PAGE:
Photo - Harriet Conron

Student protestors scuffle with police outside NAB bank

by Harriet Conron | @harrietconron

Inside, Education Minister Christopher Pyne was entertaining guests at his book launch, titled A Letter to my Children.

But outside, police were forced to smash the bank’s glass doors as student protestors blockaded the entrance.

Students who had jammed themselves into the cavity of the double revolving doors were forcibly ejected by police.

Half an hour before, Secretary of the Australian Liberal Students Federation Matthew Lesh confronted protestors as he tried to enter the book launch he was invited to. The protest was organised by the National Union of Students, of which Lesh is General-Secretary of the Victorian branch. Lesh won the General-Secretary position uncontested at last year’s National Union of Students conference.

Meanwhile, fellow NUS member Declan Murphy said it was ironic Pyne’s book was called ‘A letter to my children’, because his children would be the only young people able to afford university under the proposed reforms.

Murphy is the Victorian Education Officer of the NUS, and has been responsible for organising regular protests in Melbourne.

“Its a telling sign of where the Liberal party lines up in Australia, he’s launched it in a bank guarded by rows and rows of police officers, keeping people who are critical of his policy out while letting sycophantic people, obsequious people who support his policy in,” Murphy said.

“I think it shows what the Liberal party is all about, really.”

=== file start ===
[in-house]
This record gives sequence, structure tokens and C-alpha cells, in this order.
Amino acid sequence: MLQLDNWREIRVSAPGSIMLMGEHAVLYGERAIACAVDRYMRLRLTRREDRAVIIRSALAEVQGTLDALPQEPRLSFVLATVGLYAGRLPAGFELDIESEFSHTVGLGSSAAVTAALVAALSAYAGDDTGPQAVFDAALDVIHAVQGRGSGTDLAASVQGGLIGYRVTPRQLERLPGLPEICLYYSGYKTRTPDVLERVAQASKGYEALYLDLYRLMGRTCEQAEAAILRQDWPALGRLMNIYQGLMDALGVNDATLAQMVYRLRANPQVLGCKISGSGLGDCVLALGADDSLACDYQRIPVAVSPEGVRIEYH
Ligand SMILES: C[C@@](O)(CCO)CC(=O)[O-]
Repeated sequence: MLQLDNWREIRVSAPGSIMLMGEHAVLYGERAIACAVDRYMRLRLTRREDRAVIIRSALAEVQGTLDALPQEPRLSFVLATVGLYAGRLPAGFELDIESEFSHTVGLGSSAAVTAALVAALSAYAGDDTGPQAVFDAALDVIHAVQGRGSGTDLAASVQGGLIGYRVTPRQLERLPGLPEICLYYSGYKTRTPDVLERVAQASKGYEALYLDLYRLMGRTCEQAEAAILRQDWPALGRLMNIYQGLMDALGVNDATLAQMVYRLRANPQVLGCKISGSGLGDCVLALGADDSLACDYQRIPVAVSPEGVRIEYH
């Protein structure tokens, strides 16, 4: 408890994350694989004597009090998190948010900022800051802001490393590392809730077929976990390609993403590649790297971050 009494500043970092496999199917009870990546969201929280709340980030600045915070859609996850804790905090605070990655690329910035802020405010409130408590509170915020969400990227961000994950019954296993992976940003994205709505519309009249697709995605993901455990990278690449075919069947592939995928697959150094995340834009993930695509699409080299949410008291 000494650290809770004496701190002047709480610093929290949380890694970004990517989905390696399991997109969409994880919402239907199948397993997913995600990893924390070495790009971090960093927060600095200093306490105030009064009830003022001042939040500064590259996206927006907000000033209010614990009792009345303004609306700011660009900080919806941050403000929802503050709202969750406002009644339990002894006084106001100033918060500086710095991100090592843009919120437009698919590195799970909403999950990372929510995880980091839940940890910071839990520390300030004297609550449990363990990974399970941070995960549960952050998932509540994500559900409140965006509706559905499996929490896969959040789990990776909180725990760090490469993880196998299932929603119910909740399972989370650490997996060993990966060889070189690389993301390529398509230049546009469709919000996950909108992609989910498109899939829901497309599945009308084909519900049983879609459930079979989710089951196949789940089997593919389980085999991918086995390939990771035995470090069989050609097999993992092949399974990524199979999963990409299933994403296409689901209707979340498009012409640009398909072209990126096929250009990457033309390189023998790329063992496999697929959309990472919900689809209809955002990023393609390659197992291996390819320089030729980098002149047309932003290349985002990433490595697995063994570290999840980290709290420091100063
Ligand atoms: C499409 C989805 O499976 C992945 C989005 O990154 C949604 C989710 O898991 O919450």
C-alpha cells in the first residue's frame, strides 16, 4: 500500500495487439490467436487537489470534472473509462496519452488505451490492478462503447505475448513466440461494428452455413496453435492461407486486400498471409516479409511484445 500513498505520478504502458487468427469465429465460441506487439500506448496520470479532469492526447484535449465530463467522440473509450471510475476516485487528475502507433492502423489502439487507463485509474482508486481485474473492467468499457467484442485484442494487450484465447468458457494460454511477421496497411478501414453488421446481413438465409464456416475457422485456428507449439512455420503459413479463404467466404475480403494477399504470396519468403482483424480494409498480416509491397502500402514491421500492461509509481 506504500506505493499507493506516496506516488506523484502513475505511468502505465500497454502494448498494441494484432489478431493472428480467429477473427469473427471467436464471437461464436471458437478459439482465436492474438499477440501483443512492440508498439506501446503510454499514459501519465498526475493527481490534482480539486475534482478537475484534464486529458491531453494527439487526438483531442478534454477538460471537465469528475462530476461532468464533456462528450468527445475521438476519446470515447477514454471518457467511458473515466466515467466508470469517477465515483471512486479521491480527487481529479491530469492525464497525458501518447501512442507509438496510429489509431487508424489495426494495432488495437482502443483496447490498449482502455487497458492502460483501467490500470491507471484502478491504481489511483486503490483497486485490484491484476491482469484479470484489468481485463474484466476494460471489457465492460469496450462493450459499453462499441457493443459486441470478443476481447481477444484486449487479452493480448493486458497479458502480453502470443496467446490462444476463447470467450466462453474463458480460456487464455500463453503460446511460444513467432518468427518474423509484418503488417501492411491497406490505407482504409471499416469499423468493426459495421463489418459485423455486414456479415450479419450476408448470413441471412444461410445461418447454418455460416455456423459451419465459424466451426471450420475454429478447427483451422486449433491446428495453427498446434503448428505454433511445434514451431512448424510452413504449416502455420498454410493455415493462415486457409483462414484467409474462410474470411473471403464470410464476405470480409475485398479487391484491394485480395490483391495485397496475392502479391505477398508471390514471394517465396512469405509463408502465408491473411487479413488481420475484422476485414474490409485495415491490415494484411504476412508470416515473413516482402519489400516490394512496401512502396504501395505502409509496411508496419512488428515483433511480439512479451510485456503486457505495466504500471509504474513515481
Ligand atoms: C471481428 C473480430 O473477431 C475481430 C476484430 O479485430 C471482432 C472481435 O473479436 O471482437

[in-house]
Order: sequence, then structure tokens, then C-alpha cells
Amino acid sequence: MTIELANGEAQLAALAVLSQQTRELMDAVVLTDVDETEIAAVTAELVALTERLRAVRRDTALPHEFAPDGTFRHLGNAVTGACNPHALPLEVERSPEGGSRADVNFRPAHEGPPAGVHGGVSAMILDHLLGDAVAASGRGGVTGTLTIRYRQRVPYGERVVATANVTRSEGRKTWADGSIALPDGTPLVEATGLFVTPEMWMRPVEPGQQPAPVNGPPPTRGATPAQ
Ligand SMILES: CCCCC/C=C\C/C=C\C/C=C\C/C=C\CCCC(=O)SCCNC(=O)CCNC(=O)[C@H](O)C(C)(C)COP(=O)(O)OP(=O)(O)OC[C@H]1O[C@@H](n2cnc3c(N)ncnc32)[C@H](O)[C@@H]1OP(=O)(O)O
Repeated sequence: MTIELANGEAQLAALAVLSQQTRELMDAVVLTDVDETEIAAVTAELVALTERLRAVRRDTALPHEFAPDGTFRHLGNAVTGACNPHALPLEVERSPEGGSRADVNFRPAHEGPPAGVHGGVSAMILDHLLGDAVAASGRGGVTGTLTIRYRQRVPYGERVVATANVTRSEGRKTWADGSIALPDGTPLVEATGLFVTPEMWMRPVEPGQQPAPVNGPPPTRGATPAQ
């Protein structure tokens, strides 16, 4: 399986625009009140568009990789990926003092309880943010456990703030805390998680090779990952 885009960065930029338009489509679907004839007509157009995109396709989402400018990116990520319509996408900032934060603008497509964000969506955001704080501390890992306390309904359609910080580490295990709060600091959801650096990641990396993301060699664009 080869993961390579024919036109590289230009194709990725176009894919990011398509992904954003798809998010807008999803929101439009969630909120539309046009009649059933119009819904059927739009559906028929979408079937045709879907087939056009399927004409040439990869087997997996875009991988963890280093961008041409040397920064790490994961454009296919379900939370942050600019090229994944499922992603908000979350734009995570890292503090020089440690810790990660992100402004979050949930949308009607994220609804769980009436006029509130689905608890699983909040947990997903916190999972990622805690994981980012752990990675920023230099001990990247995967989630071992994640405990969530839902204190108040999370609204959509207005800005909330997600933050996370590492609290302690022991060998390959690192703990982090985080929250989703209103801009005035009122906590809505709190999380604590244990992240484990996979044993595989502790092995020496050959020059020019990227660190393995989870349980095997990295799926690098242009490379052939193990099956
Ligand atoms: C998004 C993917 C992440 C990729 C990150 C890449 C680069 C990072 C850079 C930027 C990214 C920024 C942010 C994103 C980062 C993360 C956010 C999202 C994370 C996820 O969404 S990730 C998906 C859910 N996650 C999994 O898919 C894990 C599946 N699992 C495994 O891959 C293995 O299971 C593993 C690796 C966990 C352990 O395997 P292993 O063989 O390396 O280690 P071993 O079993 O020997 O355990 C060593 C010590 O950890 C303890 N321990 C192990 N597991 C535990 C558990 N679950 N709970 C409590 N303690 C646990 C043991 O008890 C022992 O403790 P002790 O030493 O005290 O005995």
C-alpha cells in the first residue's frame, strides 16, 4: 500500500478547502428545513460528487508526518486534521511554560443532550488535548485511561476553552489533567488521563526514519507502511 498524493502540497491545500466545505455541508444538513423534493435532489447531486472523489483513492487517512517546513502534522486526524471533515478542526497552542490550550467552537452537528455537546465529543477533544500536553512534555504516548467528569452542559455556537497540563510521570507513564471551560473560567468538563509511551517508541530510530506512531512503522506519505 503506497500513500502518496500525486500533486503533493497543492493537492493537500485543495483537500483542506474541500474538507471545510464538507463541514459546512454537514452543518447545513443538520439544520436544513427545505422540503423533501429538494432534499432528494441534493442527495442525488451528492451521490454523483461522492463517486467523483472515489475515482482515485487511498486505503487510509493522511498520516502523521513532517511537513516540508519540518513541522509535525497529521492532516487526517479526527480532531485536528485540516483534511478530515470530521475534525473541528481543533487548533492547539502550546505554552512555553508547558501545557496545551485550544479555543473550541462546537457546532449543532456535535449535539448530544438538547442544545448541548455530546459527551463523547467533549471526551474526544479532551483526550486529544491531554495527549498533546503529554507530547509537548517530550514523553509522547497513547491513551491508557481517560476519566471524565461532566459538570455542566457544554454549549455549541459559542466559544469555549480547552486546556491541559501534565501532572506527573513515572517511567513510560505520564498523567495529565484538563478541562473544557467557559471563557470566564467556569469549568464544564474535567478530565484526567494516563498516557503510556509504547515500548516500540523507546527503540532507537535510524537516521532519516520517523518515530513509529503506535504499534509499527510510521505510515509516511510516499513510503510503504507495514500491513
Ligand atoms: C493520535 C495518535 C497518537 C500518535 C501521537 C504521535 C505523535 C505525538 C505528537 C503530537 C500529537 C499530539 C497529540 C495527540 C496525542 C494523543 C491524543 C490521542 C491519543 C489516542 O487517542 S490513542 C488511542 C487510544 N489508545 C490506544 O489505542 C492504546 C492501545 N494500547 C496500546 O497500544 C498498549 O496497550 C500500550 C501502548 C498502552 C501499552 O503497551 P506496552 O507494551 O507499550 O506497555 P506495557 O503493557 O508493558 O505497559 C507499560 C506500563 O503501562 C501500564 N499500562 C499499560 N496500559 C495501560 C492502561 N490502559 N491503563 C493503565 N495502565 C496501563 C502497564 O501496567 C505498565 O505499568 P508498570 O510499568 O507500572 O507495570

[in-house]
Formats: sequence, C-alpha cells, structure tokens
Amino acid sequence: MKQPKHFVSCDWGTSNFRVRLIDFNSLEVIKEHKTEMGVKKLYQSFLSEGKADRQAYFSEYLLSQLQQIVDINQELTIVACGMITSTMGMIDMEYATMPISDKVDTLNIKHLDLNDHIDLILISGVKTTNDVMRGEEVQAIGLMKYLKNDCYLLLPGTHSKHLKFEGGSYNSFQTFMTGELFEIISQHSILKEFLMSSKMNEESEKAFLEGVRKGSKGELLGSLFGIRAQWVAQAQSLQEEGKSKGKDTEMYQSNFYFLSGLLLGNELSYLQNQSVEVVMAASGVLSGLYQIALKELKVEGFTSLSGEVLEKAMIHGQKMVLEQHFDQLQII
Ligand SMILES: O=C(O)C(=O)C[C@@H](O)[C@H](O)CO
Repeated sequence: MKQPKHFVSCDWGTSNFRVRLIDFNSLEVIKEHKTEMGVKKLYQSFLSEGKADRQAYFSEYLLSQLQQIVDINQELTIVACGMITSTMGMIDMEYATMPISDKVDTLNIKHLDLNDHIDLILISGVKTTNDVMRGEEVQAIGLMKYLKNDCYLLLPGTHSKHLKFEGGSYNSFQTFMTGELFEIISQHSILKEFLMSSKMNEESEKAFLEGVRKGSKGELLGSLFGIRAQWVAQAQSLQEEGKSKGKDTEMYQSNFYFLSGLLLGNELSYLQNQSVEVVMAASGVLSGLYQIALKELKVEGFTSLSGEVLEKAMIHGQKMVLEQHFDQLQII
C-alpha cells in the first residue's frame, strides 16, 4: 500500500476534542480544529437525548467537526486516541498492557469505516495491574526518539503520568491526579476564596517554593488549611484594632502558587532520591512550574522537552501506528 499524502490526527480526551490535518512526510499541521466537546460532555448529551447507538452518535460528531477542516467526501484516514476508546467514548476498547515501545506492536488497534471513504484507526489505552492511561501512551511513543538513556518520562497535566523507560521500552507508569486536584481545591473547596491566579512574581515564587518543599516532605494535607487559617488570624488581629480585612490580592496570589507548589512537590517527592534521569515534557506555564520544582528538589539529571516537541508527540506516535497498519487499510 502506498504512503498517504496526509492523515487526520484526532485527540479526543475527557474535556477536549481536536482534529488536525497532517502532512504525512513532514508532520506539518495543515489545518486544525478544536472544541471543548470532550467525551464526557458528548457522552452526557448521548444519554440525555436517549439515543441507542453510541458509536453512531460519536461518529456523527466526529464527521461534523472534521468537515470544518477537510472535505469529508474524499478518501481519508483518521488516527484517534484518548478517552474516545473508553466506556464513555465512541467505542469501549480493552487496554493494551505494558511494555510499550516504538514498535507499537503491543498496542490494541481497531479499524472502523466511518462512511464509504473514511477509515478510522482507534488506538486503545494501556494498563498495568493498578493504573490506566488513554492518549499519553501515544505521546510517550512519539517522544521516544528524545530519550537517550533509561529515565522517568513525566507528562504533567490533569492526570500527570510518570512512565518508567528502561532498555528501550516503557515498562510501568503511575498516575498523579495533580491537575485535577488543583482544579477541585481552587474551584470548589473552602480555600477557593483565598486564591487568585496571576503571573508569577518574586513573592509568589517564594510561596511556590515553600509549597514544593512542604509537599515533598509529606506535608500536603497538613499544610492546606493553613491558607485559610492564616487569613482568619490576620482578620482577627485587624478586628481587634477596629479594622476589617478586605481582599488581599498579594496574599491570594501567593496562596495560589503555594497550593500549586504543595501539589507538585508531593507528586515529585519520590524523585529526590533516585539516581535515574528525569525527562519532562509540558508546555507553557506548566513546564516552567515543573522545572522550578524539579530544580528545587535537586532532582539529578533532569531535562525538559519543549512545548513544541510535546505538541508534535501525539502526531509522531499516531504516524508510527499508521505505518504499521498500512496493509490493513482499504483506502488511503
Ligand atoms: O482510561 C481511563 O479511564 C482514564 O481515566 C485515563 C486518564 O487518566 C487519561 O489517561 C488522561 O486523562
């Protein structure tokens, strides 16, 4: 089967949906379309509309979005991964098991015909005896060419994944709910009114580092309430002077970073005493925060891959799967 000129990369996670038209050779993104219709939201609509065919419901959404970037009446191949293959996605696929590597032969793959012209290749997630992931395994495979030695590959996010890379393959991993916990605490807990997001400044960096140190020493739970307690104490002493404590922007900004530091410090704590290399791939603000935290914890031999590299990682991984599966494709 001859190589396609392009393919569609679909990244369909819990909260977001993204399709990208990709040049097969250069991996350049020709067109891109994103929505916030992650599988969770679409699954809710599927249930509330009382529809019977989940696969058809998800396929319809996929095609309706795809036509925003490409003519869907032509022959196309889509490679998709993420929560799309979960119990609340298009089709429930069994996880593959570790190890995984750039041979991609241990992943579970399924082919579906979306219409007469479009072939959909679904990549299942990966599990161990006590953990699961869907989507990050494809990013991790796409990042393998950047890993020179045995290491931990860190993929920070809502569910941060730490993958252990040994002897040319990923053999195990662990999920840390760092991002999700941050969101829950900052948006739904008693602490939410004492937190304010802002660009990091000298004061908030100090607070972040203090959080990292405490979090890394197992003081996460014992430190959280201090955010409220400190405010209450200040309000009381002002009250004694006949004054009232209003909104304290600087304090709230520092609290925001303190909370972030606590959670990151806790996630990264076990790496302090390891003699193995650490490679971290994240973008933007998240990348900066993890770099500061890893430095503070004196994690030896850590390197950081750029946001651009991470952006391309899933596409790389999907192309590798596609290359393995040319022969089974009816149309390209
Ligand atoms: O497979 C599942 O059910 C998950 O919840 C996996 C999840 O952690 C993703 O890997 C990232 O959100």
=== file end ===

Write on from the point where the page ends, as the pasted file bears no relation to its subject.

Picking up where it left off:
Several members of the Socialist Alternative who tried to purchase tickets to the event claimed they were denied entry upon arrival, and had their tickets refunded.

After tempers cooled, protestors marched out along the Southern Cross Station concourse chanting ‘no cuts, no fees, no corporate universities’, flanked by police.

Some protestors were outraged by the heavy police presence, accusing police of protecting “Liberal scum”.

One man was shouting into a megaphone about police brutality, claiming they used “chemical weapons” on anti-racism protestors at a recent Reclaim Australia rally – a reference to pepper spray.

Murphy said he was pleased to see a new generation of activists had been united by hatred for the Abbott government.

* An earlier version of this article said Prime Minister Tony Abbott was in attendance at the event, he was not.

Catalyst has been the student publication of RMIT University since 1944. We may be older than your parents but we’re still going strong!

Sign up for Catalyst Magazine

Get the latest on what's happening
* = required field